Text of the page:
By Melissa McCullough
We had a fun-filled Sunday taking part in all the classic activities that continue to bring visitors to Ballarat’s Sovereign Hill.
Standard entry includes a plethora of engaging activities such as panning for real gold, shopping 1850s-style, visiting hotels, churches, schools and taking in a live theatre show. Meet the Butcher in his shambles down on the diggings; stop by and say, ‘Top of the morning!’ to Pol the Sly Grog Seller and learn how this widowed Irish mother makes ends meet. Observe confectionery making, blacksmithing and printing demonstrations and look out for the Redcoats as they march up the hill. You can also get to know the locals by striking up a conversation with any one of the costumed goldfields characters who are happy to chat and pose for a great photo.
Some of the other traditional activities of the goldfields attract an additional cost. Travel in a horse-drawn coach around the township and diggings, dip a candle in your favourite colours, take an underground mine tour, or have your ‘old-time’ photo taken wearing traditional clothing from the era to complement your visit to Sovereign Hill. And while all of these are worthwhile, you can absolutely fill a day without the add-ons. There are wide open spaces for kids to play, climb and use their imaginations amongst play equipment including an amazing tube slide, and plenty of picnic tables overlooking the Post Office Lake.
Just $22 per family was well worth it to explore a labyrinth of tunnels and original mine shafts hidden below Sovereign Hill and experience what life was like for a miner. Our mine car was full of giggles and whispers during our one minute of pitch dark descent to the caverns below and our guide was informative and engaging with the group. We also had our photo taken – and that photo – I mean, c’mon…how great is that? (NB: the steely looks are historically accurate, though it was difficult not to smile!) 😍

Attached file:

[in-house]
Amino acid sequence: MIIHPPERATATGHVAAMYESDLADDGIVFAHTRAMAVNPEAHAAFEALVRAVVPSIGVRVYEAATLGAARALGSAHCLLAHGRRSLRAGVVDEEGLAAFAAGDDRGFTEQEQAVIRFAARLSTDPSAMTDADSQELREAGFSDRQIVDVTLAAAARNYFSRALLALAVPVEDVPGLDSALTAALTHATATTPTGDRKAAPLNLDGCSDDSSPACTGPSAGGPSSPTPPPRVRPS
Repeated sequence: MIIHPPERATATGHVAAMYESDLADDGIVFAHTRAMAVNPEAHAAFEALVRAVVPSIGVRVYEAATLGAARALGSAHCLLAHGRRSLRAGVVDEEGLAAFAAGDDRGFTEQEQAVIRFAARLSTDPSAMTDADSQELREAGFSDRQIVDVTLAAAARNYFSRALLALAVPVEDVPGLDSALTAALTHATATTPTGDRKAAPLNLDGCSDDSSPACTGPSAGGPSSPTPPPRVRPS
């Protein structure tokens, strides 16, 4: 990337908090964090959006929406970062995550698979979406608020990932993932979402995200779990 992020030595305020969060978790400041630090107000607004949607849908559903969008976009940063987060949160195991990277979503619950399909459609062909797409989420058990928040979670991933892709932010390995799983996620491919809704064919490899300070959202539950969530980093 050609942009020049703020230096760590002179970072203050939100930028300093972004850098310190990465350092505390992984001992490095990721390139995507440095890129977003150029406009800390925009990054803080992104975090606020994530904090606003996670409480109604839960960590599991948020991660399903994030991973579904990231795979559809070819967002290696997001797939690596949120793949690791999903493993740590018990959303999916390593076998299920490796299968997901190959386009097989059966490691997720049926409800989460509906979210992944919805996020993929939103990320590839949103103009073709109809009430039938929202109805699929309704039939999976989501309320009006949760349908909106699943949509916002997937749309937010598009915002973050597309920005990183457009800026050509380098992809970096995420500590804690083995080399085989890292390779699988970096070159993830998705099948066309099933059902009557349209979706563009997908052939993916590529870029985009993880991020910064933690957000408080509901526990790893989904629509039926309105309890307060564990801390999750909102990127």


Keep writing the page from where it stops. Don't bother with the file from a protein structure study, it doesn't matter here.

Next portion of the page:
Offering a variety of dining options, we visited the Hope Bakery for a scrumptious sausage roll, the New York Bakery for afternoon tea, and Spencer’s Sweet Shop to grab Sovereign Hill’s famous raspberry drops to take home.
During autumn, Sovereign Hill will deliver unique experiences that celebrate the environment, sustainability, food experiences and the role of women on the goldfields.
In recognition of International Women’s Day on Tuesday 8 March, Way Back When historians (www.waybackwhen.com.au) Lucy Bracey and Fiona Poulton will share their recent discoveries, uncovered whilst researching the Pioneer Women of Ballarat portrait montage, housed in Sovereign Hill’s collection. Focus is on unpacking the strength and contribution of women’s stories during Ballarat’s rich goldfields history.
Autumn is a special time to discover the joys of the Sovereign Hill gardens. With hectares of garden and over 165 fruit trees on site, the Sovereign Hill Garden Tour focuses on the cottage gardens throughout the iconic facades of Speedwell Street. Join one of Sovereign Hill’s knowledgeable and passionate gardeners as they take you on a sensory journey. Taste, touch and smell the herbs and flowers, exactly as they would have been planted during the Goldrush.
Know your dandelion from your chickweed? Nettle from Blackberry?
Learn how to identify edible and nutritious weeds as you wander the vast grounds of Sovereign Hill. Join Caroline Parker from The Cottage Herbalist on a guided weed-foraging adventure and discover the historic and folkloric use of herbs and maybe even experience their healing medicinal properties.
Discover the exquisite splendour of Narmbool
Narmbool is Sovereign Hill’s 2000-hectare property at Elaine, nestled between Ballarat and Geelong on Wadawurrung land. Narmbool is a working, sustainable farm with a diverse and fragile ecosystem that protects and provides a healthy habitat for native wildlife and flora. Set in the luxuriant homestead gardens, The Garden Room will transport you to another time as you enjoy a fine selection of savouries, sweets and a refreshing brew.
Sovereign Hill is simply a must-do this autumn or any time of the year. Steeped in history and brimming with action, you can be sure that everyone of all ages will take something away from their time spent strolling through 1850’s Ballarat.